What causes strange noises to come from a frozen lake? Why would the ice make pinging sounds when rocks are thrown onto it?
The cracking or popping you hear from the ice often occurs when there’s been a temperature change. Lake ice is dynamic. Like any solid, it expands and contracts with temperature changes. The ice cracks, and sometimes you hear it—anything from grinding to a thunder-like boom. A build-up of snow on the ice or fluctuating water levels may also cause the surface to split. The cracks don’t necessarily mean the ice is weakening, even if the sound is unnerving.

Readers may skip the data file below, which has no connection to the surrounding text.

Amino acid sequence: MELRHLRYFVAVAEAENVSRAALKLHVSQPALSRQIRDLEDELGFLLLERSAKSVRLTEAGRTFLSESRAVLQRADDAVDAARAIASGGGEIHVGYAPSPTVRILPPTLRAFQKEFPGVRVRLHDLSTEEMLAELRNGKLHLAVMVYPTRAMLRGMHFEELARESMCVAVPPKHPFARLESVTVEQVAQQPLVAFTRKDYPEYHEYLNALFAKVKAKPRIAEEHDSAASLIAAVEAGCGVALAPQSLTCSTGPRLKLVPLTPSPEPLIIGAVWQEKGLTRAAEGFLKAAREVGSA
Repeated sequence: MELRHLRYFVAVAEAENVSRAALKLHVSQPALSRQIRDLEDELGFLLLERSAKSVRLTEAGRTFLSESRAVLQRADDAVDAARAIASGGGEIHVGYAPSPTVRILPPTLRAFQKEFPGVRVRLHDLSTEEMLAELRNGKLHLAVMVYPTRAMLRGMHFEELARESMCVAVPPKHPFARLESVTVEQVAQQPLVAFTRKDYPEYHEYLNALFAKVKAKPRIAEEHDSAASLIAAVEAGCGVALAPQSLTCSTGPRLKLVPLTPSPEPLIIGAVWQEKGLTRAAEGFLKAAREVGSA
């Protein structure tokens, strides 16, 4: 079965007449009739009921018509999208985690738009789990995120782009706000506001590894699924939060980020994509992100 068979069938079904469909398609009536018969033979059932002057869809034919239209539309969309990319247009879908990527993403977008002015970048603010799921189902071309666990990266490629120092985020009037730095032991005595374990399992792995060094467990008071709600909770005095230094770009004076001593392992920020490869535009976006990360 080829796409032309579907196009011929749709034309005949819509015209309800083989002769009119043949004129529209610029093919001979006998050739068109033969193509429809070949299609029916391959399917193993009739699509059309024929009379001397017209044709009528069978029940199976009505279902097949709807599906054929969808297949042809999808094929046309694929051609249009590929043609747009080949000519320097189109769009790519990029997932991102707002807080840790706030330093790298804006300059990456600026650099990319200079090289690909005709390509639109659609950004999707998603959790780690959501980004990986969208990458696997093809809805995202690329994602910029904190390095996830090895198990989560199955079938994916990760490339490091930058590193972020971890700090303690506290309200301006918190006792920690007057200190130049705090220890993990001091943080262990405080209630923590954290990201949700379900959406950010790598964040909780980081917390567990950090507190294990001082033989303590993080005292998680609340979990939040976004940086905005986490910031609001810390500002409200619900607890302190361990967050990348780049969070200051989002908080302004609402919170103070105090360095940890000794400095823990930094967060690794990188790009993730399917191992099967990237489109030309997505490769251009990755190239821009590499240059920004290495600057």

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And the chirping and pinging when you chuck rocks at the frozen water? They’re different from the noises you’d generate by whipping rocks at, say, dirt, because underneath the ice the water isn’t solid. Ice vibrates up and down, similar to a drumhead or cymbal vibrating after being struck. Different ice produces different sounds: A high-pitched noise when your rock hits the lake likely means you have “clear” ice. This is the glassy, see-through ice that’s formed under cold, still, non-snowy conditions. “Snow” ice—the opaque ice that forms after snow falls on the surface of the lake, becomes saturated with water, and then freezes—produces a lower-frequency sound, because fine grains in the ice absorb some of the noise.
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